UK Blood Establishments and hospital blood bank computer systems have developed to provide sophisticated control of information on donors, blood components and patients, with secure methods of information transfer utilising barcodes and electronic data capture. However, secure information transfer between Blood Establishments and their customer hospitals has been limited to the barcoded information incorporated on the blood packs, and is of restricted scope.
In the future it is hoped that international electronic data interchange standards such as HL7 (not for profit organisation setting standards for healthcare IT communication in UK – www.hl7.org.uk) will be developed and adopted by Blood Establishments. The Joint UKBTS/HPA Professional Advisory Committee (JPAC) Standing Advisory Committee on Information Technology (SACIT) will continue to monitor developments by special interest groups in this area. Currently the International Society of Blood Transfusion (ISBT) Working Party on Information Technology has established an Interface Task Force to look at setting standards between laboratory instruments and Blood Establishment computer systems based on HL7 and LIS2 (EC programme promoting the information society in Latin America). The development and implementation of these international standards will take many years and SACIT has long recognised the desirability of developing UK standards for data transfer. The messages defined in this document are well established in the UK and should continue to be used.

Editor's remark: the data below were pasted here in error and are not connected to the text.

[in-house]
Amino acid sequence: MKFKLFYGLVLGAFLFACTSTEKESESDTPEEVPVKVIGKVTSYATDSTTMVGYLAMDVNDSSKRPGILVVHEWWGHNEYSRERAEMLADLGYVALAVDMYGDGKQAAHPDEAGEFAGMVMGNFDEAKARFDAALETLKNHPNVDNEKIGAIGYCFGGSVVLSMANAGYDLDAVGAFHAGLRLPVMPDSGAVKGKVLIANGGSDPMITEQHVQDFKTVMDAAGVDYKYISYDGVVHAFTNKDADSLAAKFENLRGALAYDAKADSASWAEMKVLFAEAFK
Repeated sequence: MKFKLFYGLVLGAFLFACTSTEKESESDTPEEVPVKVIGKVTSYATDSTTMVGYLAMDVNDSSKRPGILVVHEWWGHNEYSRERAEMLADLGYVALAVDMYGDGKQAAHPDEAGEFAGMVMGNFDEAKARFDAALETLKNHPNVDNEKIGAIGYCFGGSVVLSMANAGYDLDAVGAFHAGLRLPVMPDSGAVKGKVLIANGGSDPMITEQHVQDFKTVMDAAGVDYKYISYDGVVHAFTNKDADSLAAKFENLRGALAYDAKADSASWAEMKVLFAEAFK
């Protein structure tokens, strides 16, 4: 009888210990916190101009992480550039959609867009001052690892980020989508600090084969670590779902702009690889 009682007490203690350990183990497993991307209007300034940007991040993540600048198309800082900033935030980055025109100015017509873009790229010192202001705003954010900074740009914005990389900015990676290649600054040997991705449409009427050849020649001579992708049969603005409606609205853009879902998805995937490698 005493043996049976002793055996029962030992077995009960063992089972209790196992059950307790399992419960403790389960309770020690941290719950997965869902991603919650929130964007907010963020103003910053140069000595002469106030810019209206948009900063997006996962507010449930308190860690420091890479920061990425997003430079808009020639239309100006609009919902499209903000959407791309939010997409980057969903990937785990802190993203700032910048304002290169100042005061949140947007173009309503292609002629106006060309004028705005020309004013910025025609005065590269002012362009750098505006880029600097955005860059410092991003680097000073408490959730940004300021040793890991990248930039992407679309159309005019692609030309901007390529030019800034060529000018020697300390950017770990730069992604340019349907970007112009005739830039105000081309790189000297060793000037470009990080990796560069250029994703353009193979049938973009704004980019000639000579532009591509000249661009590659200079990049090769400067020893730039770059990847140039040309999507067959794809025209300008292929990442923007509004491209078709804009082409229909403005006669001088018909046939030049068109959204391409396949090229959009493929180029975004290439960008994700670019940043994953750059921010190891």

This document describes a standard for messages used in communication between Blood Services and their customers. Each message comprises a standard envelope and a message content. The envelope specifies the overall structure of UKBTS messages and identifies the specific message content included inside the envelope. The message content will comply with one of the message protocols defined in this document. Each message protocol defines the content and format of a specific type of data transaction.
The standard does not address the delivery mechanism, or any surrounding envelopes. Thus, it provides a standard which is relevant to delivery mechanisms as diverse as e-mail messages, web page downloads, ftp transfers, or ASCII text files.
At the same time it retains a standard presentation of messages which readily identifies them as belonging to the UKBTS set, and allows a general process to identify the type of message received, the source and the destination.